IN June 1915, armed only with a bicycle, her wits and a burning journalistic ambition, a young woman named Dorothy Lawrence set out from England determined to reach the frontline of fighting in northern France.

As she left, Miss Lawrence said: “I’ll see what an ordinary English girl, without credentials or money can accomplish. I’ll see what I can manage as a war correspondent.”

Sleeping in ditches, haystacks and flea-bitten dugouts, she wheedled, charmed and hoodwinked her way past suspicious gendarmes and the unwanted attentions of frustrated soldiers, to spend ten days under heavy shelling in the French town of Albert shortly before the Battle of Loos.

Eventually discovered and packed off home by an astonished military command, Miss Lawrence was forbidden from writing about her experiences for the duration of the war. The account that she published in 1919 was not widely read, and her worsening health ultimately led to her incarceration in St Bernard’s Mental Hospital in north London.

She died in 1964, having spent nearly 40 years in a psychiatric institution. But this incredible story has previously unexplored connections with Salisbury.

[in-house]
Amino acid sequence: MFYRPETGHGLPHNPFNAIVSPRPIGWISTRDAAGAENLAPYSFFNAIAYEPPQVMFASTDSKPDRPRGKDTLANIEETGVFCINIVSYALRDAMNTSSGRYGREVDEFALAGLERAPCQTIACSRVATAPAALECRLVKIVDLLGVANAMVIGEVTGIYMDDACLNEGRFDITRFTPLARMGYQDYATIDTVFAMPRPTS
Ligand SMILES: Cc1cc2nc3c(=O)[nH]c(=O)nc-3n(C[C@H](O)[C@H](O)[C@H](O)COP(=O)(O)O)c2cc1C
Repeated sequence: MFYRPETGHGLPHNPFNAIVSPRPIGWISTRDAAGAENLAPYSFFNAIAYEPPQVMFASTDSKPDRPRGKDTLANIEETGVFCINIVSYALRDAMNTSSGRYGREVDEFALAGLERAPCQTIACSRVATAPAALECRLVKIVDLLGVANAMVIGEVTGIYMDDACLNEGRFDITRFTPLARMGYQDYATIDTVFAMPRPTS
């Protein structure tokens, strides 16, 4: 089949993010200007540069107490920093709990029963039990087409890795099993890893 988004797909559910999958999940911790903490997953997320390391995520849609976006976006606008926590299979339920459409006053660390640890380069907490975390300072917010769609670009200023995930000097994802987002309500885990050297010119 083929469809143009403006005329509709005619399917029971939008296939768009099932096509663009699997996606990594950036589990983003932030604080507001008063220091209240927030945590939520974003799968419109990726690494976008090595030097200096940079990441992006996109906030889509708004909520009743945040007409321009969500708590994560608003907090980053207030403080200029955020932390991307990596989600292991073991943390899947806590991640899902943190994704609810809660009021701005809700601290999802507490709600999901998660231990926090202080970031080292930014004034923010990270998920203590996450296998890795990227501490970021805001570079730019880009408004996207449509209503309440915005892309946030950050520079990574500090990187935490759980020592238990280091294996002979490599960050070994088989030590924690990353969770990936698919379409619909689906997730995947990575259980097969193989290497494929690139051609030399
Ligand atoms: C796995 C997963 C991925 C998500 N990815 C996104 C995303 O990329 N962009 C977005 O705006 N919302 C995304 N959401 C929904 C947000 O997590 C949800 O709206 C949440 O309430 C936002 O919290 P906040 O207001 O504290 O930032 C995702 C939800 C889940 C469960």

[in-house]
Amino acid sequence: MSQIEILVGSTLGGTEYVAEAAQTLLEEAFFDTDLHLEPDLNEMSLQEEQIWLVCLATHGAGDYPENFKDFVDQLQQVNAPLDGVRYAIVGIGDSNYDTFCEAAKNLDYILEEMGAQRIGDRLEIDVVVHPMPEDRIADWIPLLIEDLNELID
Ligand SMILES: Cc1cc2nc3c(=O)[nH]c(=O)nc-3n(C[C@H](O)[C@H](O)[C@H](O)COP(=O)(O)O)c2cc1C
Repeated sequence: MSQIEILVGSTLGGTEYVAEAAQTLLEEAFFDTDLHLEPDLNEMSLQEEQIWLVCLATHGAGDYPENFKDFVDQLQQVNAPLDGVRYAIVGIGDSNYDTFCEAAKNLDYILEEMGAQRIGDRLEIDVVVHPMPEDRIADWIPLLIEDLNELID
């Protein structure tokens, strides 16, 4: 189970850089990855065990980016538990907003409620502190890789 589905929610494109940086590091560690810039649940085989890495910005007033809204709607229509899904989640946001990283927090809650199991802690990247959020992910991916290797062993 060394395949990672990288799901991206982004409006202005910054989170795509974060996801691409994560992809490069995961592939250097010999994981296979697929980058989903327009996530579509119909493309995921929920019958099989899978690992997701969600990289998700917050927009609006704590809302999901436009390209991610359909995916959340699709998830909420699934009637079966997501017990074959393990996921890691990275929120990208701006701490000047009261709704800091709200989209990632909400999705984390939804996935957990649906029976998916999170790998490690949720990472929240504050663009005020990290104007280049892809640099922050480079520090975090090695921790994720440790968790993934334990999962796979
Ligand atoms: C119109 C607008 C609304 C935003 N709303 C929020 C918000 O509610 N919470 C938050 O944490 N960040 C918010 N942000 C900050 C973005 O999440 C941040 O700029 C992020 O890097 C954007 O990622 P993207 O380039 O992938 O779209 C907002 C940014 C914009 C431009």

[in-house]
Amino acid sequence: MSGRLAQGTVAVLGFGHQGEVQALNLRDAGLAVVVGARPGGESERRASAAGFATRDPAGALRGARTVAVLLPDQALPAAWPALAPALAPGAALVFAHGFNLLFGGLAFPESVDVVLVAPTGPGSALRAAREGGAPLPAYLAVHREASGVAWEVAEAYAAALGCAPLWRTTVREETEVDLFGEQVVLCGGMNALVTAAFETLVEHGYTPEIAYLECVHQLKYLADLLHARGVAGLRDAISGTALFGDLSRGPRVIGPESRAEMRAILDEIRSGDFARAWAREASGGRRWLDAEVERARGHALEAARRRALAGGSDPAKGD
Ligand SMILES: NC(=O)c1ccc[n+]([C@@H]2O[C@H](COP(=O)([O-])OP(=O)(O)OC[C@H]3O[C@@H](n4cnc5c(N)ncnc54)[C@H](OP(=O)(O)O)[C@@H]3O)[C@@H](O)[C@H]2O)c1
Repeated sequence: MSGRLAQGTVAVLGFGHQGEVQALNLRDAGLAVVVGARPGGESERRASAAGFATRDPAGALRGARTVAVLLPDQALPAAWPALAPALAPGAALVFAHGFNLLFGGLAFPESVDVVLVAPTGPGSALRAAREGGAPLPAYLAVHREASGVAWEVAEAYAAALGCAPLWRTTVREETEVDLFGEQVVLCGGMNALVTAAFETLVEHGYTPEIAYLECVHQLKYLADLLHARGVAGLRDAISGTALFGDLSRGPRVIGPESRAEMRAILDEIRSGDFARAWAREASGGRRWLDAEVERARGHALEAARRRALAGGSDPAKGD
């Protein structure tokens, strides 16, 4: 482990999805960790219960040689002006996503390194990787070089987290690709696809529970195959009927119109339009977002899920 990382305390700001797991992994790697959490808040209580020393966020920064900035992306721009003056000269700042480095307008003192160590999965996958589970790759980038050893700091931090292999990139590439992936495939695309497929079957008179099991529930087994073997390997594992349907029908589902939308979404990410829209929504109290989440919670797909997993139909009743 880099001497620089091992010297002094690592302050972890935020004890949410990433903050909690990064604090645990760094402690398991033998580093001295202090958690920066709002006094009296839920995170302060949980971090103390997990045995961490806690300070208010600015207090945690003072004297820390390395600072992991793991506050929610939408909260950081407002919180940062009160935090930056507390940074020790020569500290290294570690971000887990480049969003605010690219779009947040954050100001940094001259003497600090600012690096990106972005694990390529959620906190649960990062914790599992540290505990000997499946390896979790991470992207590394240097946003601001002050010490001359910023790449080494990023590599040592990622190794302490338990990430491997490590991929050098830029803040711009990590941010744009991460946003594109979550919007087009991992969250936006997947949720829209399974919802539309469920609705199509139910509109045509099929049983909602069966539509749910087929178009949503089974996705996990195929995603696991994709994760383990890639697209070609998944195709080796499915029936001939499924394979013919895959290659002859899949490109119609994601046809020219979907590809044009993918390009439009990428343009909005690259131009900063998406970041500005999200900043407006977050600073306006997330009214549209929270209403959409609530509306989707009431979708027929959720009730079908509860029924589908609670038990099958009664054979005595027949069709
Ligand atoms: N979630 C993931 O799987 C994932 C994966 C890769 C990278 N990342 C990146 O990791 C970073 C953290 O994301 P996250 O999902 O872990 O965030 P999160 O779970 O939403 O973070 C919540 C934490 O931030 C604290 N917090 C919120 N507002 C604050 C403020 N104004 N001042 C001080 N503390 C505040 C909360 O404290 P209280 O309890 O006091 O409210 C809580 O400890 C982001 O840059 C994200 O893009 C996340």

One hundred years after Dorothy’s adventures in northern France, a new theatre group called the Heroine Project has been created and aims to give a voice to women from history who have been overlooked or misrepresented.

Lizzie Crarer, of The Heroine Project, said: “In the First World War centenary year, we are making our first piece of theatre about this extremely brave but forgotten heroine.

We are offering a theatre workshop on women of World War One to residents of the wards of St Martin’s and Cathedral and St Edmund’s and Milford, where the workshop is taking place.

“We want to stimulate a wider interest in preserving Salisbury women’s World War One stories, so participants are invited to bring along any material that they might have relating to female relatives who lived in these areas during the First World War. The workshop will provide an opportunity to explore these stories using creative techniques developed by The Heroine Project in our devising process. Absolutely no experience is necessary – just an interest in theatre and/or local First World War heritage.”

The workshop is this Saturday at Hale Hall, Salisbury from 2pm to 5pm.

It is free and anyone who lives in the wards of St Martin’s & Cathedral or St Edmund’s & Milford can participate.

Contact Lizzie Crarer for further information and to book a place email í